The Warranty Window Countdown

The countdown to the end of product warranty milestone is well and truly on. In most cases solar modules have two types of warranty. Firstly, they have a performance warranty. This is to do with the power generation of the module and follows a degradation curve or line on a graph. Typically guaranteeing a minimum of 90% production at the 10-year stage and then a minimum of 80% production at the 25-year stage as an example. Often 2DegreesKelvin are asked to carry out flash tests on operational modules to see where they are on this degradation curve and whether the asset owner has a performance warranty claim or not.

The second warranty is the equipment or product warranty. In most cases this is 10 or 12 years and relates to the module itself and is limited in most cases to ‘material or process defects’. This is somewhat difficult to define without looking at specific warranty details for different manufacturers, and usually is not to do with the power producing element.

This is a very important topic in the utility scale solar industry at present as the mean age of modules in operation is now 7-10 years old. So now is the time that asset owners need to be making sure that these warranties are explored and to ensure that the modules they have on their solar farms are inspected thoroughly to verify if any claim is possible or not.

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Areas where 2DegreesKelvin are seeing manufacturers honouring limited product warranties include PID, backsheet deterioration and delamination. In each case quantitative and qualitative investigations are required including on-site and lab testing to provide evidence for such a claim. The outcome of these claims has been varied depending on the scale and impact of the issue. In some cases, the manufacturers have provided replacement modules meaning a module exchange program would be required. The main issue with this outcome is that in most cases the power class of module that you are exchanging is no longer manufactured, so the site needs to be reconfigured and there are potential complications in planning as well to consider. We are seeing quite a bit of this now in the UK, where an agreed quantity of defect modules are removed, and are backfilled with unaffected modules on the same site (usually from one MPPT or inverter areas. A small number of higher watt modules are then installed with string lengths reconfigured. This is OK for the time being, but with degenerative conditions such as PID, Backsheet deterioration and delamination, there will more than likely be multiple rounds like this until the whole sites modules is replaced at some point in the future.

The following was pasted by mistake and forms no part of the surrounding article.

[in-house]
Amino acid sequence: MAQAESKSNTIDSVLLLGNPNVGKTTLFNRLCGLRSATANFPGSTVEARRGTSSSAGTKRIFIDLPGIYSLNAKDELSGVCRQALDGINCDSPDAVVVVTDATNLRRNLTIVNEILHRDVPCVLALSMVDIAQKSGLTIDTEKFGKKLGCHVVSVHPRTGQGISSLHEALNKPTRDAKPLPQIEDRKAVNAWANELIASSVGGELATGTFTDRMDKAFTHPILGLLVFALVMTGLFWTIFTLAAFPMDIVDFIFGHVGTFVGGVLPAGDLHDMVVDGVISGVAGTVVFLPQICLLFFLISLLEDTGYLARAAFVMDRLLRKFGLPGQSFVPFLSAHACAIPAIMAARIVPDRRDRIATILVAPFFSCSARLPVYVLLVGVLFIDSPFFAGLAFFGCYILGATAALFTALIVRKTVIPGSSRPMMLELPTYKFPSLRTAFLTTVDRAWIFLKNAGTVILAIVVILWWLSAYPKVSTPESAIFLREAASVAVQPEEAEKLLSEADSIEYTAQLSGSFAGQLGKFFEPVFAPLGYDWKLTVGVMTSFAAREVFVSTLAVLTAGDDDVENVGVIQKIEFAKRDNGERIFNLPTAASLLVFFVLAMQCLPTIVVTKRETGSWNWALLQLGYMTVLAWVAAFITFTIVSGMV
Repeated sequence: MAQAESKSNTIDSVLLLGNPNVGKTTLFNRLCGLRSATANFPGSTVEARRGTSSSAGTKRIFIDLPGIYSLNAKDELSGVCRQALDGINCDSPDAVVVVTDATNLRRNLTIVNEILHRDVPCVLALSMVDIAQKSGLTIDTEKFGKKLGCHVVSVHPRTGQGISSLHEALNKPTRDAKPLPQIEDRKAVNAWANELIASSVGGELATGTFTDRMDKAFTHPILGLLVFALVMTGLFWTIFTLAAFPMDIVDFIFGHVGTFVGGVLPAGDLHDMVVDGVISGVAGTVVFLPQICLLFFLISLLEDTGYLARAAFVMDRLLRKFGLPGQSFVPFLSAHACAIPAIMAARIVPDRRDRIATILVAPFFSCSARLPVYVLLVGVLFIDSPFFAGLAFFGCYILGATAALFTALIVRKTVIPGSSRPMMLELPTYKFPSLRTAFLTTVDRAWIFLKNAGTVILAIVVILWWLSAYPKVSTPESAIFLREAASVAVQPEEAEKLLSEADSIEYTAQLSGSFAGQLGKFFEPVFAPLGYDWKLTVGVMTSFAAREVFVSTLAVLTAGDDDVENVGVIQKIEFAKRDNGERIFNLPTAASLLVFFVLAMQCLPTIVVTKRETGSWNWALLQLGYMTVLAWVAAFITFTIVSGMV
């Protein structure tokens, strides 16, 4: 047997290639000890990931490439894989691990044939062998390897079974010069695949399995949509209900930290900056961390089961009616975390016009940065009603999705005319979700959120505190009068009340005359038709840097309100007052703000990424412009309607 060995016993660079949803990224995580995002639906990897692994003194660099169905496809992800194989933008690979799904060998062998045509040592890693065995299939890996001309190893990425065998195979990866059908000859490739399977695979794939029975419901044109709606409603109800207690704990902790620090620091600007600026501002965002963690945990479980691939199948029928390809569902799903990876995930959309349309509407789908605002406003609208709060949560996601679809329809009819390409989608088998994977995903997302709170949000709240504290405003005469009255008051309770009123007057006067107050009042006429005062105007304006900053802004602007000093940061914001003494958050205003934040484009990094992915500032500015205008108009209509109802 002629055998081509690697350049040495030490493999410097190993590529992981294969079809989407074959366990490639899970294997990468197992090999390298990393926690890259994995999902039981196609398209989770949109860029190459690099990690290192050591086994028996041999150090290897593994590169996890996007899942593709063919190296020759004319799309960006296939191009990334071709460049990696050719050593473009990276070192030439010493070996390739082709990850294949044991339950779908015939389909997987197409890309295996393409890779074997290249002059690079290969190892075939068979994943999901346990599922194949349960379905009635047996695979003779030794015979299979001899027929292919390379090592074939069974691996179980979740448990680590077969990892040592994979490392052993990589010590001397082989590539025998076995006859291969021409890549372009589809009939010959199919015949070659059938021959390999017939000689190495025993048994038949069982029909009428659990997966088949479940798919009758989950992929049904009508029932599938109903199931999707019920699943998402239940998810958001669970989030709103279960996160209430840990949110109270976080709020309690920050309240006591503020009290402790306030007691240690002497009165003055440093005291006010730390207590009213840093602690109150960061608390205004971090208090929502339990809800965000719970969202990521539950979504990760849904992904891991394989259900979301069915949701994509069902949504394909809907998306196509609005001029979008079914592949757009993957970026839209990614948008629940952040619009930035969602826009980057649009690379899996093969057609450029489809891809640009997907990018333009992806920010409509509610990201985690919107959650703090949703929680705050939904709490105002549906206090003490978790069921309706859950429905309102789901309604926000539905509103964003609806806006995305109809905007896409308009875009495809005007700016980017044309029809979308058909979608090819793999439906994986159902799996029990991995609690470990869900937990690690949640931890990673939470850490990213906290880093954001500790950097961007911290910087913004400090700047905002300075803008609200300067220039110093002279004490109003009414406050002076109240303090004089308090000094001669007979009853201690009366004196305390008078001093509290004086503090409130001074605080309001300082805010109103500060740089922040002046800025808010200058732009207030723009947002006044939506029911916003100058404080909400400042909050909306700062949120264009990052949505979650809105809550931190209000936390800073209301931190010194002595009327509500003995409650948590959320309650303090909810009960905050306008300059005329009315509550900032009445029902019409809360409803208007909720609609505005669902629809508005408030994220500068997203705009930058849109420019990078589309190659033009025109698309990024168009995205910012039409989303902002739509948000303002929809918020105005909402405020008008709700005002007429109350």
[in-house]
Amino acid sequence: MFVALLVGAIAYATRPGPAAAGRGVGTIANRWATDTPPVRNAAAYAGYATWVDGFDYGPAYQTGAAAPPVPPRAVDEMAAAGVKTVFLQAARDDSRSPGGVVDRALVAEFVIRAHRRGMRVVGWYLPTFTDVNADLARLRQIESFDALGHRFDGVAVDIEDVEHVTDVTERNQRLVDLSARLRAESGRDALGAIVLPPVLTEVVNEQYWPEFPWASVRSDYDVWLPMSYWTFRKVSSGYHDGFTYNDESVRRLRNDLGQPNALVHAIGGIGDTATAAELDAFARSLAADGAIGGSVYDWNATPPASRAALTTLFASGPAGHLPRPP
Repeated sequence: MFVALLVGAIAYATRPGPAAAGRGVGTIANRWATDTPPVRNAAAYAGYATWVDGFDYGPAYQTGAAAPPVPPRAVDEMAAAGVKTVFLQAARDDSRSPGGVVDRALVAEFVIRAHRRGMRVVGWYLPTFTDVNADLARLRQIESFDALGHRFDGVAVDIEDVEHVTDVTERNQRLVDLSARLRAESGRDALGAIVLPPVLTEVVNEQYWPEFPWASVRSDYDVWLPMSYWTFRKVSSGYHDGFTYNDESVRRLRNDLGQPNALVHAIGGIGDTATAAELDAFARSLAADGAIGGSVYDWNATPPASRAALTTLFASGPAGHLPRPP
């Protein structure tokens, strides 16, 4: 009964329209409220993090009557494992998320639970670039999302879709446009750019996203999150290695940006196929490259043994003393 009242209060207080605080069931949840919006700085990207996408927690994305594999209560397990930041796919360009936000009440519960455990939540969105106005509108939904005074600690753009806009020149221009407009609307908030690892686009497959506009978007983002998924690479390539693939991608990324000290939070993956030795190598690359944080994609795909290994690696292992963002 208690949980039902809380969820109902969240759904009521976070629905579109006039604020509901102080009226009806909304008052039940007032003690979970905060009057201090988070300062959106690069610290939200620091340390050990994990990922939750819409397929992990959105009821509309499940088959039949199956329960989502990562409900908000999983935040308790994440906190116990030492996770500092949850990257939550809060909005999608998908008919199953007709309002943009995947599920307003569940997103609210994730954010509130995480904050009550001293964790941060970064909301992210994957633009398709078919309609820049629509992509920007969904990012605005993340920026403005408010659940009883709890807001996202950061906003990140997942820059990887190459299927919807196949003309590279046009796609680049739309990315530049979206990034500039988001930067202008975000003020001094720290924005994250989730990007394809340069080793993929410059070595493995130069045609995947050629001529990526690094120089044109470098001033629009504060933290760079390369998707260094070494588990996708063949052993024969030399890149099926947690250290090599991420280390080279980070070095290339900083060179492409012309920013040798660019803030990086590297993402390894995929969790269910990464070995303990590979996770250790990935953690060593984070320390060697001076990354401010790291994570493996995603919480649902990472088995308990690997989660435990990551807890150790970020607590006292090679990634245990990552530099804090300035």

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The other outcomes we have seen is that the manufacture provides compensation to the asset owner to the value of the modules purchased at the time of order. Its then up to the asset owner to decide what to do next. This is probably the least common outcome out of these three.

And finally, we have seen that in cases such as PID (Potential Induced Degradation), that retrofittable healing technology is paid for by the manufacturer, to the reverse the degradation effects, and this is deemed a suitable and sufficient solution for the asset owner. This certainly will save a huge amount of time, effort and expense compared to a full exchange. There are also backseat repair or sealing approaches now being deployed, but in our view this is a short term shoring strategy.

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Although there are several positive outcomes from an asset owner’s perspective, this doesn’t take into consideration the dozens of failed warranty claim attempts which take place. Based on the industry knowledge and feedback from some of our technical partners, we estimate that only 1 in 10 claims are successful. The majority of these are down to the watertight nature of the module manufacturers warranties themselves, meaning you really need to know what you are doing to provide sufficient evidence to mount a genuine claim. The others are down to the fact that asset owners, or their technical advisors building the claim, have little practical experience or knowledge of these issues in the field. We are set for a very busy next few years on this topic as the finger of blame continues to move around the room until someone pays the bill.

If you need some advice on any module or system degrading issues, or if you wish to explore if you have a warranty case or not, please get in touch with 2DegreesKelvin.